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I used to commute on a road that's surface was like ice when wet. Thankfully, just a short section of it. Unfortunately, it was a downhill to a stop sign. I slid a lot of times, but stayed straight and never fell. I still don't know what was different about that surface. I'm just glad I didn't go down discovering it.
 

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I use pr4's and get decent life and excellent contact in wet weather and yes I put them on my speed triple.
That was my preferred tire on my Speed Triple. There is a lot of oil in the sealant. Add water and it gets slick. The worst is that stuff they seal asphalt cracks with...tar snakes. There you are... riding nice and easy on dry pavement...you go to lean into a corner, when... quite suddenly...tar snakes!

... And your front tire suddenly decides it doesn't love you any longer. Summer on Three Twisted Sisters was full of them.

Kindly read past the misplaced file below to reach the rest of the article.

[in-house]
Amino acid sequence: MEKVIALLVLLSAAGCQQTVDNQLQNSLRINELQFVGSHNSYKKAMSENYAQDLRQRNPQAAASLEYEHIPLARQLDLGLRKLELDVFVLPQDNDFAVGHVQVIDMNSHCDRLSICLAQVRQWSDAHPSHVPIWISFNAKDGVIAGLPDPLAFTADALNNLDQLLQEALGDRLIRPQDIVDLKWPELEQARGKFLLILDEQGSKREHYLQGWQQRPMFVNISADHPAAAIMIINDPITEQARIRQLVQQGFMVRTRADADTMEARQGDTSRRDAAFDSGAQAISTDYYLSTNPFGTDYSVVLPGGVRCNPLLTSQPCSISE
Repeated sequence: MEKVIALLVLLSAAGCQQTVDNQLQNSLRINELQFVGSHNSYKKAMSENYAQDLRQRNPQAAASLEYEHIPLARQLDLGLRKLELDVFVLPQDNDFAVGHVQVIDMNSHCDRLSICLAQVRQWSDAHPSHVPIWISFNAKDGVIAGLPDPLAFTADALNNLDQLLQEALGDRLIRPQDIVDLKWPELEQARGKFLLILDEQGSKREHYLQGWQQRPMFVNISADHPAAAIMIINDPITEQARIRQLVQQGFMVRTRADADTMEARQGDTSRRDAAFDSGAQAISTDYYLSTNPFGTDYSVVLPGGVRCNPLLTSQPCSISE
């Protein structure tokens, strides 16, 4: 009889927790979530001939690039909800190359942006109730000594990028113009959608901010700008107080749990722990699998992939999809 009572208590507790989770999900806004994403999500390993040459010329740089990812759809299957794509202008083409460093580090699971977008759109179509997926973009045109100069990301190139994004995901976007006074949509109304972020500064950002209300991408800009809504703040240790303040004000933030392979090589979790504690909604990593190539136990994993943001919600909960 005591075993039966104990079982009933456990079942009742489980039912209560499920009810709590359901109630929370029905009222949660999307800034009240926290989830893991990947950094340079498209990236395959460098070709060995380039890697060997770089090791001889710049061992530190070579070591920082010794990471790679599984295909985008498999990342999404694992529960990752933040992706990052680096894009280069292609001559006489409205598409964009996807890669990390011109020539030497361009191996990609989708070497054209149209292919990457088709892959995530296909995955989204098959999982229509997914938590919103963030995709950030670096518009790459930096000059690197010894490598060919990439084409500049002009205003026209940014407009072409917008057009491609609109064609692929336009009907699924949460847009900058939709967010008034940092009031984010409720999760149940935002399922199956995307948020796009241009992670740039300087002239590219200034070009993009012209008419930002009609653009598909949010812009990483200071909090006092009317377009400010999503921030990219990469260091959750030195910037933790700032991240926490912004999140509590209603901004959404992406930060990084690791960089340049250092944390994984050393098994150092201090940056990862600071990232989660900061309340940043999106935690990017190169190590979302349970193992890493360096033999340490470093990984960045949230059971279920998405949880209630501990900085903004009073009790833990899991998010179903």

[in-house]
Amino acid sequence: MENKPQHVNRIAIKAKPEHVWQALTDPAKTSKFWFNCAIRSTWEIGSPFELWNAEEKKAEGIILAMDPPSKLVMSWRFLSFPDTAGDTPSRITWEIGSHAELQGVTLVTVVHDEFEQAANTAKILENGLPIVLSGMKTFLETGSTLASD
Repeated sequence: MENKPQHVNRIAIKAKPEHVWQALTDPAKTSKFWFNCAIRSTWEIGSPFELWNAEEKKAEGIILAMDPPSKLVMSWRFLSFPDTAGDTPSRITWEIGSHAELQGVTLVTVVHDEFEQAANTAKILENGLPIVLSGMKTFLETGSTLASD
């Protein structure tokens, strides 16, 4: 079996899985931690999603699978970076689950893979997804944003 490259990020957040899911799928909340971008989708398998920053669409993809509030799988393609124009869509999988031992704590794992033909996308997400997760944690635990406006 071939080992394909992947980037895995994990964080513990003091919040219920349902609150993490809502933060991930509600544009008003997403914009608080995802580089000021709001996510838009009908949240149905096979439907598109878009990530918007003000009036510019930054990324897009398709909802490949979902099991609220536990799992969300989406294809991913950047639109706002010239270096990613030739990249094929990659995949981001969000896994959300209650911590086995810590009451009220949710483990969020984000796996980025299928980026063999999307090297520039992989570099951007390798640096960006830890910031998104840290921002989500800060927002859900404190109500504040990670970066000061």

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My office just put asphalt sealer in the entire parking lot.

Thankfully, I was in the cage fist day it was wet... Almost went down just walking away from my truck.

That stuff has NO grip when the slightest bit of moisture gets on it. Even on 4 tires you slide around a lot.

It should be outlawed for safety reasons. I honestly have no idea how something so slippery ever got cleared for use on roadways.

Sent from my E6810 using Tapatalk
 

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A few years back, I worked at a MSF riding school owned by the local Harley dealer. The range was a large lot behind the store. It was resealed and we spent a lot of time painting the new course lines. It looked great. The first time it rained, rider coaches were lowsiding while demonstrating exercises during the BRC classes. Not a pretty sight.

They then recoated it with sand mixed in. We spent the rest of that season blowing and sweeping a lot of sand off the range.

That was my last season there. I don't know how long it took to be safe again.
 

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I have often thought that some poor biker will get hurt or worse on all these asphalt repair sealants. I do not like law suits but if some county has to pay out big $$ maybe it will change. A little grit like fine sand could be added to the sealant.